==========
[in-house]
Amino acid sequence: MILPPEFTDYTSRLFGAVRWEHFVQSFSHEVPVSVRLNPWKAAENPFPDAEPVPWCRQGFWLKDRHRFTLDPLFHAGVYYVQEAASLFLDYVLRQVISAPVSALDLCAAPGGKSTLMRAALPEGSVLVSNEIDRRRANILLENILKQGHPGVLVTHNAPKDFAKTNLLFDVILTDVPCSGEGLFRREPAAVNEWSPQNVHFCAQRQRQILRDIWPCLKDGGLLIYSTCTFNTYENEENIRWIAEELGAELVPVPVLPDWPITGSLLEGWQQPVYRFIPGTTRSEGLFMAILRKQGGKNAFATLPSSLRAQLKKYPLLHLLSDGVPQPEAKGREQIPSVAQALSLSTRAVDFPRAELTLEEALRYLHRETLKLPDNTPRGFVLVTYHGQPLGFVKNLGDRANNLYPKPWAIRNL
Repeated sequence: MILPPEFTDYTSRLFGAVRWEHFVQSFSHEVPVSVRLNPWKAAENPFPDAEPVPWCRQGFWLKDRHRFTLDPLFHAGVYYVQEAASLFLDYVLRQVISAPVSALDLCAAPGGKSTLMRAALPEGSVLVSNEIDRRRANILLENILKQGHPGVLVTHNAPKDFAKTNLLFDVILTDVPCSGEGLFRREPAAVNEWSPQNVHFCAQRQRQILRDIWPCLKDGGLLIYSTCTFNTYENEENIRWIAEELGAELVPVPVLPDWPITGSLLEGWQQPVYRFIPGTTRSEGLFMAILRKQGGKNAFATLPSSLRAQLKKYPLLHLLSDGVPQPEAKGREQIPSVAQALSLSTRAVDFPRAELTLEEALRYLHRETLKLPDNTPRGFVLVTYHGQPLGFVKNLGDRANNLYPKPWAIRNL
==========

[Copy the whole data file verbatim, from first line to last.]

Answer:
[in-house]
Amino acid sequence: MILPPEFTDYTSRLFGAVRWEHFVQSFSHEVPVSVRLNPWKAAENPFPDAEPVPWCRQGFWLKDRHRFTLDPLFHAGVYYVQEAASLFLDYVLRQVISAPVSALDLCAAPGGKSTLMRAALPEGSVLVSNEIDRRRANILLENILKQGHPGVLVTHNAPKDFAKTNLLFDVILTDVPCSGEGLFRREPAAVNEWSPQNVHFCAQRQRQILRDIWPCLKDGGLLIYSTCTFNTYENEENIRWIAEELGAELVPVPVLPDWPITGSLLEGWQQPVYRFIPGTTRSEGLFMAILRKQGGKNAFATLPSSLRAQLKKYPLLHLLSDGVPQPEAKGREQIPSVAQALSLSTRAVDFPRAELTLEEALRYLHRETLKLPDNTPRGFVLVTYHGQPLGFVKNLGDRANNLYPKPWAIRNL
Repeated sequence: MILPPEFTDYTSRLFGAVRWEHFVQSFSHEVPVSVRLNPWKAAENPFPDAEPVPWCRQGFWLKDRHRFTLDPLFHAGVYYVQEAASLFLDYVLRQVISAPVSALDLCAAPGGKSTLMRAALPEGSVLVSNEIDRRRANILLENILKQGHPGVLVTHNAPKDFAKTNLLFDVILTDVPCSGEGLFRREPAAVNEWSPQNVHFCAQRQRQILRDIWPCLKDGGLLIYSTCTFNTYENEENIRWIAEELGAELVPVPVLPDWPITGSLLEGWQQPVYRFIPGTTRSEGLFMAILRKQGGKNAFATLPSSLRAQLKKYPLLHLLSDGVPQPEAKGREQIPSVAQALSLSTRAVDFPRAELTLEEALRYLHRETLKLPDNTPRGFVLVTYHGQPLGFVKNLGDRANNLYPKPWAIRNL